Media Report Sparks Spirited Defense of Relief Resources

BROOKLYN -
Dr. Glen Hirsch, Medical Director for the New York University Child Study Center, during a Relief Resources presentation for the Rabbanim and Dayanim of Lakewood.
Dr. Glen Hirsch, Medical Director for the New York University Child Study Center, during a Relief Resources presentation for the Rabbanim and Dayanim of Lakewood.

Mental health referral service called key asset to Jewish community

Top health-care professionals and respected educators have rallied to the defense of a Brooklyn-based non-profit organization that is well-known throughout the Orthodox Jewish community for providing high quality mental-health referrals and guidance.

The non-profit, Relief Resources  Inc. was the subject of some negative media coverage recently. No specific impropriety was alleged.

“The  journalists who wrote these articles were clearly not familiar with the way Relief Resources operates,” a community member who has benefited from Relief’s services in the past and asked not to be identified said. “It therefore raised questions. But anyone  familiar with Relief could easily answer them,” he added.

Leaders of prominent groups that have worked with Relief Resources expressed deep dismay at the coverage. They note that the combination of reluctance to discuss mental illness openly and the difficulty in gaining access to appropriate health care has historically been a problem in the Orthodox community and that this has been vastly improved by Relief.

Dr. Margaret Spinelli, Director of the Maternal Health Program at the New York State Psychiatric Institute and Assistant Professor at Columbia University, has worked with Relief Resources since its inception. The organization “does incredible work… They have been instrumental in removing the stigma of mental illness and improving the quality of mental health services in the Orthodox community,” Dr. Spinelli said.

Other renowned academic experts agree. Dr. Jack Hirschshowitz, Clinical Professor of Psychiatry at Mount Sinai School of Medicine, said, “The people who work at Relief Resources have tremendous skills and empathy. Their work in providing a bridge to the right mental health providers is very important. They do this work extremely well.”

It’s not just academics who see the value of Relief’s work. Relief works closely with a wide range of schools in the community to sensitize them to problems and to help them identify issues as they arise and point people who need help in the right direction.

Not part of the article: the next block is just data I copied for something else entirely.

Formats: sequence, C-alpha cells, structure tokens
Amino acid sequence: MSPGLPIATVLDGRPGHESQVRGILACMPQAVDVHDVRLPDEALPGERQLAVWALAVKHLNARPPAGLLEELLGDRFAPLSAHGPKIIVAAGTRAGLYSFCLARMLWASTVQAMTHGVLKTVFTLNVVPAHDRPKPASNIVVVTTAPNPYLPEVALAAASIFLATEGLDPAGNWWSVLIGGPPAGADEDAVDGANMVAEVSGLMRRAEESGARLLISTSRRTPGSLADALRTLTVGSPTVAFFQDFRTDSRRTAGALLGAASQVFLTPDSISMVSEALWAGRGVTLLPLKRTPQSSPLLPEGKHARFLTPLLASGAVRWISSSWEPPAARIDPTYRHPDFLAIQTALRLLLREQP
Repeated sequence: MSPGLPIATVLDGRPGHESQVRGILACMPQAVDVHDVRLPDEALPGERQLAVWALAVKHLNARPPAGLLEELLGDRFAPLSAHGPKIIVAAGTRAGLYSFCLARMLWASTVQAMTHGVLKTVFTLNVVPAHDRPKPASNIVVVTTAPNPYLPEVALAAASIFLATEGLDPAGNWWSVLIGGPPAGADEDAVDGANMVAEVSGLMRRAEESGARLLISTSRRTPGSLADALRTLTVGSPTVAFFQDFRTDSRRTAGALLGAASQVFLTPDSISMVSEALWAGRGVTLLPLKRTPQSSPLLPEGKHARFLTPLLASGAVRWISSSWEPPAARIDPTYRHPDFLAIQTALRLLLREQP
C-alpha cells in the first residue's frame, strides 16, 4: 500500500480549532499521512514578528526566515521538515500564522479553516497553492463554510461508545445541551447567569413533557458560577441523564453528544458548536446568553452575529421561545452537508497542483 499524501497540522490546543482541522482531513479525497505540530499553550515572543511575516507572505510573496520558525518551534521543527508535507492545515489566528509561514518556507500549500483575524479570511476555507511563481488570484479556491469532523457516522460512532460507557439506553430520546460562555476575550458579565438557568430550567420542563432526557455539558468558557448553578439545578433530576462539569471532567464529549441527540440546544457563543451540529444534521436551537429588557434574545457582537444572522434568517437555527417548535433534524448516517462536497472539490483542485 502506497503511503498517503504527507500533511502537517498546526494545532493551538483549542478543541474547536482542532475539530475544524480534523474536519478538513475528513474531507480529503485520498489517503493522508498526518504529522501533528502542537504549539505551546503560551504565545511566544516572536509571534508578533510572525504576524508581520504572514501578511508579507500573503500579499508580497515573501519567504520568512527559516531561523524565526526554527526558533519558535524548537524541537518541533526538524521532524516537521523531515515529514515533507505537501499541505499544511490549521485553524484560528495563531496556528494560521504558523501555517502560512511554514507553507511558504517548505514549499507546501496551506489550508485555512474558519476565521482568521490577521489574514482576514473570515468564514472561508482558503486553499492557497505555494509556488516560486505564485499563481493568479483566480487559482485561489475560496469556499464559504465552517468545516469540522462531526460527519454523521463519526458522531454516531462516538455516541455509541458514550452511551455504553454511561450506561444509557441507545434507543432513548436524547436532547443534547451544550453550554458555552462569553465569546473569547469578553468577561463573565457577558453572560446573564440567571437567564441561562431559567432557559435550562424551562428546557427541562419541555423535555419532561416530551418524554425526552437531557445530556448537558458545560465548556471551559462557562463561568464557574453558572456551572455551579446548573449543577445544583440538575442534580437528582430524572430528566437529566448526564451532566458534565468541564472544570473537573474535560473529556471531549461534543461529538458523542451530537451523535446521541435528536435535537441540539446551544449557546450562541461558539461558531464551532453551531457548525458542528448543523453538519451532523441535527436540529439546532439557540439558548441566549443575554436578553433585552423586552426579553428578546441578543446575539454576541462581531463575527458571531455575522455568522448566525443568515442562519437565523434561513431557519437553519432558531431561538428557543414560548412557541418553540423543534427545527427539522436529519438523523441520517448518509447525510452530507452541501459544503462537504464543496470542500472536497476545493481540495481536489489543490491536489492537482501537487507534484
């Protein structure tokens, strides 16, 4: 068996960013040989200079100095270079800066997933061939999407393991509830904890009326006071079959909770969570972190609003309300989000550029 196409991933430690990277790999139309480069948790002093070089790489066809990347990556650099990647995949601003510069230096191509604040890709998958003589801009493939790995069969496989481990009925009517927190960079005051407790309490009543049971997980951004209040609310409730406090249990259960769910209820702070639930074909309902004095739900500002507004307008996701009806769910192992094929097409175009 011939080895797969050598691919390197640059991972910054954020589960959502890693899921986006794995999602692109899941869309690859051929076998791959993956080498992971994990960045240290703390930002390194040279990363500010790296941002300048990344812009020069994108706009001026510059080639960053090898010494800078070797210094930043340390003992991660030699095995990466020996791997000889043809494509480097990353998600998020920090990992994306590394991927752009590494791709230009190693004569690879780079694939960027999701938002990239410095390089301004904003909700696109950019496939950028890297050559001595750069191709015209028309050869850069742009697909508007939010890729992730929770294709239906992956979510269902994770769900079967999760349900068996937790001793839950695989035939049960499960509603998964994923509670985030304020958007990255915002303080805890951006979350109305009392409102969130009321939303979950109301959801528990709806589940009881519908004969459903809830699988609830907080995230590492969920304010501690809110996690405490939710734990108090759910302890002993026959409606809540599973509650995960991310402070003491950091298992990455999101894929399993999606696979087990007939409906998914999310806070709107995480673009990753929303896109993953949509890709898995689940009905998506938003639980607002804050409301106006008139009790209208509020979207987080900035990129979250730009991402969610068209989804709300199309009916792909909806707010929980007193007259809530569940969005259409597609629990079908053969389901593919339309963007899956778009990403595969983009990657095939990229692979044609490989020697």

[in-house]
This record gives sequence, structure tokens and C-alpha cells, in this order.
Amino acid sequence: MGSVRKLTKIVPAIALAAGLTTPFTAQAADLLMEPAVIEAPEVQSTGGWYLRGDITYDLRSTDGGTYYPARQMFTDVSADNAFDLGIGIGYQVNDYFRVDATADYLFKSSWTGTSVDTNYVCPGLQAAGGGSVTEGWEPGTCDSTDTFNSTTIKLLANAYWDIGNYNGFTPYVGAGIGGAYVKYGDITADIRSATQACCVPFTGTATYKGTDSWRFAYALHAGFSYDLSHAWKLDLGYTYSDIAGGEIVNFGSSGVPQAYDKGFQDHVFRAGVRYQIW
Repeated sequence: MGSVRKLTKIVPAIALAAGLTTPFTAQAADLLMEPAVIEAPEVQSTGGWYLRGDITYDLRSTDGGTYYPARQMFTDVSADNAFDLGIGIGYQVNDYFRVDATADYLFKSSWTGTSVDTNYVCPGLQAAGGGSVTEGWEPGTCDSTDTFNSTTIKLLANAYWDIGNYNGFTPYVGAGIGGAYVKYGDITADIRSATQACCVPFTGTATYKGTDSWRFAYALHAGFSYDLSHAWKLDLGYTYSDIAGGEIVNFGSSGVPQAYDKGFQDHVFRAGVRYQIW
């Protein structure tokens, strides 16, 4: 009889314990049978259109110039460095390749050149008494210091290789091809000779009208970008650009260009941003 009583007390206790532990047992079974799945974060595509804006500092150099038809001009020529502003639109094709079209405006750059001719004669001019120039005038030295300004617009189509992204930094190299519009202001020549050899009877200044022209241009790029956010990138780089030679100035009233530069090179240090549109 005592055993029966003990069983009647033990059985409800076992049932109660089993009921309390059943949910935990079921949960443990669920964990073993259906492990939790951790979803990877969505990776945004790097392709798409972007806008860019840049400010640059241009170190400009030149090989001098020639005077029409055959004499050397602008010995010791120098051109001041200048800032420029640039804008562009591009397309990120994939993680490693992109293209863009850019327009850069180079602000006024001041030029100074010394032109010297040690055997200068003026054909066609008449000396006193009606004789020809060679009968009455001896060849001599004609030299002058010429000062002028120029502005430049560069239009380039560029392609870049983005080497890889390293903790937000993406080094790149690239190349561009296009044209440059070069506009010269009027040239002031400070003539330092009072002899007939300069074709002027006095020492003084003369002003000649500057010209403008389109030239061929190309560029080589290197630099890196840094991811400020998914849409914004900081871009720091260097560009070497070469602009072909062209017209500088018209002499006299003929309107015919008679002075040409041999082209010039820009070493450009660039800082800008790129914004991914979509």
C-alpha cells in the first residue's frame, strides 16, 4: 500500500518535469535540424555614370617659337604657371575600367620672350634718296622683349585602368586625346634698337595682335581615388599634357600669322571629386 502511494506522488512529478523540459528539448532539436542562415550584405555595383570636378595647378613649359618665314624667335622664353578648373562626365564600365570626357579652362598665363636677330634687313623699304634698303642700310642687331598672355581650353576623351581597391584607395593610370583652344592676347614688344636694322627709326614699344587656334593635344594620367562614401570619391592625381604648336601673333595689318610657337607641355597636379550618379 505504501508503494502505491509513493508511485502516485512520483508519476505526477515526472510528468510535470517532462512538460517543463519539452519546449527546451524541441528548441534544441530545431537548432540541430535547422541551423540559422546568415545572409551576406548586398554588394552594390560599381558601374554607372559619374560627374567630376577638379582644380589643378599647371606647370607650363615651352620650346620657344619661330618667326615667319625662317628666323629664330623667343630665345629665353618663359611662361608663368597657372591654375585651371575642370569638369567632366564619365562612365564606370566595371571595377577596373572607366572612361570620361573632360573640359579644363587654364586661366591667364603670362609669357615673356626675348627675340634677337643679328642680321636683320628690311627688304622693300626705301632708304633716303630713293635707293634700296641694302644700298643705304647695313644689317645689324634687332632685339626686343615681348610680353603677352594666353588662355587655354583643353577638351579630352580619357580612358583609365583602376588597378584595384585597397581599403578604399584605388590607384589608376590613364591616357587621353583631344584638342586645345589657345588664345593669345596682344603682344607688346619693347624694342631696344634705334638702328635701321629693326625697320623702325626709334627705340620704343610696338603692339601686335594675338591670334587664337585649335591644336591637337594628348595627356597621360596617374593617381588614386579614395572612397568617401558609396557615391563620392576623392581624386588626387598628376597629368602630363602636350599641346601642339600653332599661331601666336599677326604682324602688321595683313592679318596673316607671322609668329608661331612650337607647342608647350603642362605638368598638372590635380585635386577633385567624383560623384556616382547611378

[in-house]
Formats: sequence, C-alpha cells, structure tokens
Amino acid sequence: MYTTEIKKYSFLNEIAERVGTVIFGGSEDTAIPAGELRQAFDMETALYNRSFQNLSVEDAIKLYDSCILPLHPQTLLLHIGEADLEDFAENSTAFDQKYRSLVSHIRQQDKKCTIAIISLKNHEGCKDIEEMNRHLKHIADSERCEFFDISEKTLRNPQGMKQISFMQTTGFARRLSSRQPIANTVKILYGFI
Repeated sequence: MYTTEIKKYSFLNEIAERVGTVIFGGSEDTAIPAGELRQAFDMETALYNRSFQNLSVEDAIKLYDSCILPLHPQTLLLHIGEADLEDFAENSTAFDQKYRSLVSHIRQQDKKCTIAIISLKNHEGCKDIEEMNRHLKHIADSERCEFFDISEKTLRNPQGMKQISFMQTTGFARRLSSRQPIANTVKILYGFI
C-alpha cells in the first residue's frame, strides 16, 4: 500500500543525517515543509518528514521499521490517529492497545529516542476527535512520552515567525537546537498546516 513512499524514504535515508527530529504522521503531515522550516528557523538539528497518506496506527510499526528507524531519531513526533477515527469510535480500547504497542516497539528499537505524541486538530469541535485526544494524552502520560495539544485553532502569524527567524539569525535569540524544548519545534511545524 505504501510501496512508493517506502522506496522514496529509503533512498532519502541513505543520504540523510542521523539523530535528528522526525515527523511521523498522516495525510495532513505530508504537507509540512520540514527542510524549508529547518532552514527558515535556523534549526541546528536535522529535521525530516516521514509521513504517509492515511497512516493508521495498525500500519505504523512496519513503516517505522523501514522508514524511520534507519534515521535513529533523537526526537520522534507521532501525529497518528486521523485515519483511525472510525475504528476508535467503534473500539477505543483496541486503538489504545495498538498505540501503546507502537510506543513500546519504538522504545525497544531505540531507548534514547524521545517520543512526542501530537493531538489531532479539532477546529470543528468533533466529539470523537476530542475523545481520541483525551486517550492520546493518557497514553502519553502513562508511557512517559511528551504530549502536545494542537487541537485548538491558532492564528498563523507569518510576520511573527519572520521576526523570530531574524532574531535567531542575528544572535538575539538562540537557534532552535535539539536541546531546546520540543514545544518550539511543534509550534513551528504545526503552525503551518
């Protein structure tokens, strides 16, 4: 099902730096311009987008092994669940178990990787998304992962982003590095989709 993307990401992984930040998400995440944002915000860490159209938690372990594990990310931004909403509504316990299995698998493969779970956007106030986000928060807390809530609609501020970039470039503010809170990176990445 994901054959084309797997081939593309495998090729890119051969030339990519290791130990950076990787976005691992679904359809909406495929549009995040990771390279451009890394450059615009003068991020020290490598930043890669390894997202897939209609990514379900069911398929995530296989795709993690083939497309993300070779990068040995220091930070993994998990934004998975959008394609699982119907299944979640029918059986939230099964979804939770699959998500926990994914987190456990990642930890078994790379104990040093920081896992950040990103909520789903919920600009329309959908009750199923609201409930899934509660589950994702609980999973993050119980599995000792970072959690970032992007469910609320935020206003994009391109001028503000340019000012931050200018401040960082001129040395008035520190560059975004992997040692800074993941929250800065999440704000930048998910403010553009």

Rabbi Meir Chaim Gutfreund, principal of The Cheder in Brooklyn, said: “Whenever any kind of mental health issue arises, Relief Resources is my first call. The advice they provide is invaluable. This is a wonderful organization.”

Rabbi Dovid Ozeri, Rav of The Yad Yosef Torah Center, remarked, “Relief revolutionized the way the entire Jewish community views and deals with mental-health issues. Thanks to their work they have restored stability to thousands of families.”

Harav Elya Brudny, a Rosh Yeshivah of the Mirrer Yeshiva added, “Relief is a rebbi’s greatest ally in helping talmidim struggling with difficult emotional issues.”

“Relief Resources helps people who don’t know where to turn. I’ve worked with them for years and I’ve always been impressed by the fact that they [the Relief staff] really want to know if a clinician is someone to whom they’d send their own family member,”said Dr. Glen Hirsch, Medical Director for the New York University Child Study Center.

Relief Resources was founded in 2001 by Sendy Ornstein and Shiya Ostreicher. Over the past 12 years, over 52,000 people worldwide have reached out to Relief for assistance with mental-health situations. In addition, Relief has conducted numerous seminars and presentations to educators, other health professionals and the community at large to help familiarize them with mental health conditions. On average, the organization handles more than 2,000 confidential calls per month from families in need. Some are first-time callers, others are individuals who call on  a regular basis, seeking and receiving continuous guidance and assistance.

A statement released in response to the media reports, included the following:

“Due to the sensitive nature of this work we do, we have never sought media attention. We always believed that the good work of our staff would speak for itself,” said Binyomin Babad, Relief’s director.

“By questioning the lack of foot traffic into our building and the absence of medical oversight,  it seems someone misunderstood the nature of our organization. Relief is a phone-based referral and support service that does not provide independent medical care.”

“The very reason why Relief is so successful is because it is a phone-based support service that truly respects my privacy,” a community member told Hamodia. “I never would have felt comfortable to be seen walking into a mental health referral office.”